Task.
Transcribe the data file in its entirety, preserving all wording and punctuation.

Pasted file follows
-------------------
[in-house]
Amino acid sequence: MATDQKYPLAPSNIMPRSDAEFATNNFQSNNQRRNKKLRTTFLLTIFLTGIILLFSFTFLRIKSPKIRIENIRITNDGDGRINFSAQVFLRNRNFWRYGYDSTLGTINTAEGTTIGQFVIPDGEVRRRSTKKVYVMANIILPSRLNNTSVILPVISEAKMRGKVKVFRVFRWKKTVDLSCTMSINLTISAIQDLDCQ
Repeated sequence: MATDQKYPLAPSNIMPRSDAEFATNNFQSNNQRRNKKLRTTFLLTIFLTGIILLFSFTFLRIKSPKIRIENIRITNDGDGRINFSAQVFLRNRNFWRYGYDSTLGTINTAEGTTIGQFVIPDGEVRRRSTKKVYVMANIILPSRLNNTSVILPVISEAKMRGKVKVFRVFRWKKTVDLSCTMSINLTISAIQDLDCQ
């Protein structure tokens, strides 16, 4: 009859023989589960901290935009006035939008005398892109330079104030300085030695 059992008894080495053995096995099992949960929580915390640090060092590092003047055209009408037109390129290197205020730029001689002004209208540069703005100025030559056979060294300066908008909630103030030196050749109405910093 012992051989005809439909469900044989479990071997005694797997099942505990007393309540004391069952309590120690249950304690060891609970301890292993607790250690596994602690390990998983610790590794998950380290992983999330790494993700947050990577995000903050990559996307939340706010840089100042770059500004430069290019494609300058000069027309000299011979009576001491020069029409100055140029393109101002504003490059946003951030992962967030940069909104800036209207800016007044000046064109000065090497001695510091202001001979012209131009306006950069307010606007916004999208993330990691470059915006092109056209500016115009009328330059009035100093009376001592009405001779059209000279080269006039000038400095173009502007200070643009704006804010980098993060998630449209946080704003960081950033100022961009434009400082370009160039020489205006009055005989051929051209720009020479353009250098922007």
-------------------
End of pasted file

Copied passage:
[in-house]
Amino acid sequence: MATDQKYPLAPSNIMPRSDAEFATNNFQSNNQRRNKKLRTTFLLTIFLTGIILLFSFTFLRIKSPKIRIENIRITNDGDGRINFSAQVFLRNRNFWRYGYDSTLGTINTAEGTTIGQFVIPDGEVRRRSTKKVYVMANIILPSRLNNTSVILPVISEAKMRGKVKVFRVFRWKKTVDLSCTMSINLTISAIQDLDCQ
Repeated sequence: MATDQKYPLAPSNIMPRSDAEFATNNFQSNNQRRNKKLRTTFLLTIFLTGIILLFSFTFLRIKSPKIRIENIRITNDGDGRINFSAQVFLRNRNFWRYGYDSTLGTINTAEGTTIGQFVIPDGEVRRRSTKKVYVMANIILPSRLNNTSVILPVISEAKMRGKVKVFRVFRWKKTVDLSCTMSINLTISAIQDLDCQ
């Protein structure tokens, strides 16, 4: 009859023989589960901290935009006035939008005398892109330079104030300085030695 059992008894080495053995096995099992949960929580915390640090060092590092003047055209009408037109390129290197205020730029001689002004209208540069703005100025030559056979060294300066908008909630103030030196050749109405910093 012992051989005809439909469900044989479990071997005694797997099942505990007393309540004391069952309590120690249950304690060891609970301890292993607790250690596994602690390990998983610790590794998950380290992983999330790494993700947050990577995000903050990559996307939340706010840089100042770059500004430069290019494609300058000069027309000299011979009576001491020069029409100055140029393109101002504003490059946003951030992962967030940069909104800036209207800016007044000046064109000065090497001695510091202001001979012209131009306006950069307010606007916004999208993330990691470059915006092109056209500016115009009328330059009035100093009376001592009405001779059209000279080269006039000038400095173009502007200070643009704006804010980098993060998630449209946080704003960081950033100022961009434009400082370009160039020489205006009055005989051929051209720009020479353009250098922007």